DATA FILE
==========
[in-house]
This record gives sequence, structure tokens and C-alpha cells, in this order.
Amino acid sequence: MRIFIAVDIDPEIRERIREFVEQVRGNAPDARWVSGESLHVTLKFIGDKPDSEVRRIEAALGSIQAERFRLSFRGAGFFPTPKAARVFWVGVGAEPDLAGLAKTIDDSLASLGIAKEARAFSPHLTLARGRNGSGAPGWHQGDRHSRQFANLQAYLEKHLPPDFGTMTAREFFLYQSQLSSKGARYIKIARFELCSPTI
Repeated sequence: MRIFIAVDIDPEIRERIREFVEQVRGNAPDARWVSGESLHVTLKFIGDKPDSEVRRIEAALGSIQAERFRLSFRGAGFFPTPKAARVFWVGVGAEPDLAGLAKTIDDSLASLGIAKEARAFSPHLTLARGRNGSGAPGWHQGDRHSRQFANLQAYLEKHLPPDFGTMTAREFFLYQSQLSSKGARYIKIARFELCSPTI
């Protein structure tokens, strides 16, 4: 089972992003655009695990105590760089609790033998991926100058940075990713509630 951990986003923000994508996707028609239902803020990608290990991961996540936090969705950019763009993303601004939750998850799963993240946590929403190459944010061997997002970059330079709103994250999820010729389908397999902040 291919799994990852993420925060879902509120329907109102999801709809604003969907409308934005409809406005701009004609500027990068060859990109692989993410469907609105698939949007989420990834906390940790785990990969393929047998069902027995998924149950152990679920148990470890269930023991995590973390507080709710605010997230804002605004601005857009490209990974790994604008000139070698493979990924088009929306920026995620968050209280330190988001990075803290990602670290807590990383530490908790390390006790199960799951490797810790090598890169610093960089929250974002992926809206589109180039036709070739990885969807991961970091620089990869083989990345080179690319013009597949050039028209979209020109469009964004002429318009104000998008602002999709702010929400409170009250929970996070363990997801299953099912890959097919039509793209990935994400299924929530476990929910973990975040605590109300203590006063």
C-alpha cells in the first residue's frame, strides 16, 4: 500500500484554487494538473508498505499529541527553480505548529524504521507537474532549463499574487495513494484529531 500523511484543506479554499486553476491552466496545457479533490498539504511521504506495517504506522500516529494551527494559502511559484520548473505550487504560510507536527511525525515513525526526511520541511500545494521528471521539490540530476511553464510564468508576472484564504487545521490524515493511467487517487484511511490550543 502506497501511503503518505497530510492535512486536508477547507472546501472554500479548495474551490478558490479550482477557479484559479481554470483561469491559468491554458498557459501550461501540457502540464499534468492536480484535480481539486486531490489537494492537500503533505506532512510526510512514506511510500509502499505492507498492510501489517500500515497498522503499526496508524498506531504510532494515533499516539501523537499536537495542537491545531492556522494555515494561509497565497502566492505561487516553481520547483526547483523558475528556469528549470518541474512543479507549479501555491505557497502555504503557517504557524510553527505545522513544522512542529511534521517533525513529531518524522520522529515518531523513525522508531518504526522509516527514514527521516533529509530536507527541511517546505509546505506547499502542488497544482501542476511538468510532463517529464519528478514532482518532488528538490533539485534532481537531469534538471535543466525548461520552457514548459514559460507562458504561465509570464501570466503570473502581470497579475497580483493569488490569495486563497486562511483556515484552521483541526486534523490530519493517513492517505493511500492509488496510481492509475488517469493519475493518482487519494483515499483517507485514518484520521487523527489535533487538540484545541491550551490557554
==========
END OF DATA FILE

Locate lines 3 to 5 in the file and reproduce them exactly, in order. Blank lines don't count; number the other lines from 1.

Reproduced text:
Amino acid sequence: MRIFIAVDIDPEIRERIREFVEQVRGNAPDARWVSGESLHVTLKFIGDKPDSEVRRIEAALGSIQAERFRLSFRGAGFFPTPKAARVFWVGVGAEPDLAGLAKTIDDSLASLGIAKEARAFSPHLTLARGRNGSGAPGWHQGDRHSRQFANLQAYLEKHLPPDFGTMTAREFFLYQSQLSSKGARYIKIARFELCSPTI
Repeated sequence: MRIFIAVDIDPEIRERIREFVEQVRGNAPDARWVSGESLHVTLKFIGDKPDSEVRRIEAALGSIQAERFRLSFRGAGFFPTPKAARVFWVGVGAEPDLAGLAKTIDDSLASLGIAKEARAFSPHLTLARGRNGSGAPGWHQGDRHSRQFANLQAYLEKHLPPDFGTMTAREFFLYQSQLSSKGARYIKIARFELCSPTI
């Protein structure tokens, strides 16, 4: 089972992003655009695990105590760089609790033998991926100058940075990713509630 951990986003923000994508996707028609239902803020990608290990991961996540936090969705950019763009993303601004939750998850799963993240946590929403190459944010061997997002970059330079709103994250999820010729389908397999902040 291919799994990852993420925060879902509120329907109102999801709809604003969907409308934005409809406005701009004609500027990068060859990109692989993410469907609105698939949007989420990834906390940790785990990969393929047998069902027995998924149950152990679920148990470890269930023991995590973390507080709710605010997230804002605004601005857009490209990974790994604008000139070698493979990924088009929306920026995620968050209280330190988001990075803290990602670290807590990383530490908790390390006790199960799951490797810790090598890169610093960089929250974002992926809206589109180039036709070739990885969807991961970091620089990869083989990345080179690319013009597949050039028209979209020109469009964004002429318009104000998008602002999709702010929400409170009250929970996070363990997801299953099912890959097919039509793209990935994400299924929530476990929910973990975040605590109300203590006063």